it acted like a network install image. When written to a DVD it worked
OK. That was a long time ago, though, and I don't have the bug
This is why the test case has this text:
"If the image under test is intended to act as a package source, it
must be the default repository and installation must in fact use the
media as the package source."
We *could* reduce the test case to 'boot, select a target disk and
start the installation process if using a DVD image', I guess. Would
this sufficiently address your concerns?
Of course it's *possible* that some weird bug could show up which made
bootloader configuration not work properly in some media-dependent way,
or something. But I don't recall us running into such a bug before.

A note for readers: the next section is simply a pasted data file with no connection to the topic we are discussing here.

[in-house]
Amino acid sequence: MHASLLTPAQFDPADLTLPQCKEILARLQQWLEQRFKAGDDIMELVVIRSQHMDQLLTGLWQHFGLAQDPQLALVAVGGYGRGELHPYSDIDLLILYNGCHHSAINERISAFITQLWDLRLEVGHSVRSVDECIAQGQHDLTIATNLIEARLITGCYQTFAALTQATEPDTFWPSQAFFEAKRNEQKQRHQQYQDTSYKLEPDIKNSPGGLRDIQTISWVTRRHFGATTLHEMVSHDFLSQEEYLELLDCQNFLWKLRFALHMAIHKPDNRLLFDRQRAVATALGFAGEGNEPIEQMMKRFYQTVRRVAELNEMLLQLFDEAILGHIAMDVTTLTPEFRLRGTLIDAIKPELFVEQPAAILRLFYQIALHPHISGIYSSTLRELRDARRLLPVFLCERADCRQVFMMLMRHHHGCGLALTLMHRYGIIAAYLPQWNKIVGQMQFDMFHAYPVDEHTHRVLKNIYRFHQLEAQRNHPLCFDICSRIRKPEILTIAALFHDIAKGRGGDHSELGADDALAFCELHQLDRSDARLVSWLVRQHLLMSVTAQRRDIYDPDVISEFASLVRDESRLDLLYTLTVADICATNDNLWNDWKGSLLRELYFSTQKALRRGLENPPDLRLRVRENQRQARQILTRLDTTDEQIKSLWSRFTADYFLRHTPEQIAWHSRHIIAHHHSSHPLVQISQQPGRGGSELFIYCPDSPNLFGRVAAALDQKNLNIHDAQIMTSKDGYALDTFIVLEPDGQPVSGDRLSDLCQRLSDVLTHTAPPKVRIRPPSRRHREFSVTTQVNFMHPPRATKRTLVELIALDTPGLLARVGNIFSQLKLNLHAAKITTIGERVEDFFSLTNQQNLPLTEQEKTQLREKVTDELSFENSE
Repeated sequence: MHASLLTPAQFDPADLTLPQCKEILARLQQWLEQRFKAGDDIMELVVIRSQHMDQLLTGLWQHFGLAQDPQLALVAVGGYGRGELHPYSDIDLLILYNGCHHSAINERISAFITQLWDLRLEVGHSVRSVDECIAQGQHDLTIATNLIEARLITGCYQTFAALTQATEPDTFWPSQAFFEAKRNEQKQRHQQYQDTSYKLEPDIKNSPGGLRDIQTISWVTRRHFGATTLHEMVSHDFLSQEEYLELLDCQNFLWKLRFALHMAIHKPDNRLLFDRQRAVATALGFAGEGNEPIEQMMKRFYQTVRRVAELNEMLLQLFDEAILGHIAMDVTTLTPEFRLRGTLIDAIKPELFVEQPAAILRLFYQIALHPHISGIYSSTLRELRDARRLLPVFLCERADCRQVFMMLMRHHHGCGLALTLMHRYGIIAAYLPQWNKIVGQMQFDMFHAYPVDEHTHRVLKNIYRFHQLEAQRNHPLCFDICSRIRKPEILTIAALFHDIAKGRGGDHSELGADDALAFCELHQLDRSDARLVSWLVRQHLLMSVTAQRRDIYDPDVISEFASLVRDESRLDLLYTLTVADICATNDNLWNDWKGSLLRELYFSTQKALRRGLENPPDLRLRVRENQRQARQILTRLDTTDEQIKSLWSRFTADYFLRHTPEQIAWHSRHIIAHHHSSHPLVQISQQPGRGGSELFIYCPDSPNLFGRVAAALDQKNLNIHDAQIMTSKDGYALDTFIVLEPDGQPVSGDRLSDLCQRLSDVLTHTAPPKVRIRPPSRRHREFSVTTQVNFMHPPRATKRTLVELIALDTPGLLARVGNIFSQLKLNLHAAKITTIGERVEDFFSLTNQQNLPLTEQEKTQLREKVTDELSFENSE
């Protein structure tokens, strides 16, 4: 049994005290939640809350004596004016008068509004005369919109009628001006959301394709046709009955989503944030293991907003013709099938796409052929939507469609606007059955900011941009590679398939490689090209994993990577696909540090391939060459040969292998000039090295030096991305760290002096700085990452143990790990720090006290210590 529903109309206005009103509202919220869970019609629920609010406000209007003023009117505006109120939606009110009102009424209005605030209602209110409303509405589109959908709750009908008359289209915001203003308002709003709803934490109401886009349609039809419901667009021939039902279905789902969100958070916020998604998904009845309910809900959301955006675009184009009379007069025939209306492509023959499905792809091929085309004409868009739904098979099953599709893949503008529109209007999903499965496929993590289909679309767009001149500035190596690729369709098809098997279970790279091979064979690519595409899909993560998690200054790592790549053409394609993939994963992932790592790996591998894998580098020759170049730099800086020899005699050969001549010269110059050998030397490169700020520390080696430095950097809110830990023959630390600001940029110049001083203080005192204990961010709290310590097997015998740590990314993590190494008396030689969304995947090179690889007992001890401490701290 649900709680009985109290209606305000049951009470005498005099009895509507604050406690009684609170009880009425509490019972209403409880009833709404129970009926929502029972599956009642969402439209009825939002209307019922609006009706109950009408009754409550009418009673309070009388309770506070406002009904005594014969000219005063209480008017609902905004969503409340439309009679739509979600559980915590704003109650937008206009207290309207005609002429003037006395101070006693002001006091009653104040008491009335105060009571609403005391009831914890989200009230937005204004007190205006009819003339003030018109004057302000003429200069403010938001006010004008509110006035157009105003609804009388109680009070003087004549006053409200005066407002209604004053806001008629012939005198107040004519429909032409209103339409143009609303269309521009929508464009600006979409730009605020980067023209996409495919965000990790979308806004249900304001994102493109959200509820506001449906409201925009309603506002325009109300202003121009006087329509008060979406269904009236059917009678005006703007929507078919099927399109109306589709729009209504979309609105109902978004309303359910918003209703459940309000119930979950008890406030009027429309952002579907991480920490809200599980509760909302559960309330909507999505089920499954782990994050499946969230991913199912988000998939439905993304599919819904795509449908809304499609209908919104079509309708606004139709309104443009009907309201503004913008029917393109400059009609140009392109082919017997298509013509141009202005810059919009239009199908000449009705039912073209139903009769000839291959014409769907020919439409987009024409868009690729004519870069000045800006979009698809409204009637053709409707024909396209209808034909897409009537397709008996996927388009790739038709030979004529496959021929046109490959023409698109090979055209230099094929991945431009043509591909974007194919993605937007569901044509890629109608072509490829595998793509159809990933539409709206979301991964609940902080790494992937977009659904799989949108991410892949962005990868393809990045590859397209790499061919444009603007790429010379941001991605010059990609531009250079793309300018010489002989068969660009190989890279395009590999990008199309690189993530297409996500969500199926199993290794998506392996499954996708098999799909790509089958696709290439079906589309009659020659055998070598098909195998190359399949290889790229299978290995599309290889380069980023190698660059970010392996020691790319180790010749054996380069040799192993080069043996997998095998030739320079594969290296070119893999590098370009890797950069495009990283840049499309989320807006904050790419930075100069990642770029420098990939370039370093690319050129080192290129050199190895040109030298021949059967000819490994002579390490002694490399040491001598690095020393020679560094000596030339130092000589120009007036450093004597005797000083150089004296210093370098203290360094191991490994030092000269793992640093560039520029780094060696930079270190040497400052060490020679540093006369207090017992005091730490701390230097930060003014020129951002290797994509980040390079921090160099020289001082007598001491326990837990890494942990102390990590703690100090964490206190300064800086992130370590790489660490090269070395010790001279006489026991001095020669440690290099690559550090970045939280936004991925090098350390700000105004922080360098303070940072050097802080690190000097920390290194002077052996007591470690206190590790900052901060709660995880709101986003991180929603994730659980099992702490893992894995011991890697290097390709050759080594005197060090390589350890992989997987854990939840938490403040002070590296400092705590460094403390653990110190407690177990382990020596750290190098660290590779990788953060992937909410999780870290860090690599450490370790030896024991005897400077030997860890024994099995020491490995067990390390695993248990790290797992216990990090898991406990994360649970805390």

> > At present I'm not proposing any changes to the *release criteria* (we
> > can maybe consider that later). This is just a proposal for what we
> > will actually guarantee testing of via the validation process.
> If we go full steam ahead with optical disk testing as proposed (in
> the past, the "default boot and install" test case said you can
> choose either USB or DVD, now we have separate fields for both
> implying we need to test both) I'd suggest optical media being only
> in the Final criteria.
That was my intent, but it's a bit hard to express with the way we lay
out the wiki tables, unfortunately (hard to specify different
milestones for different environments). I can add an admon note above
the table, I guess, explaining precisely what's actually required for
each milestone. How does that sound?
Thanks for the feedback!
Fedora QA Community Monkey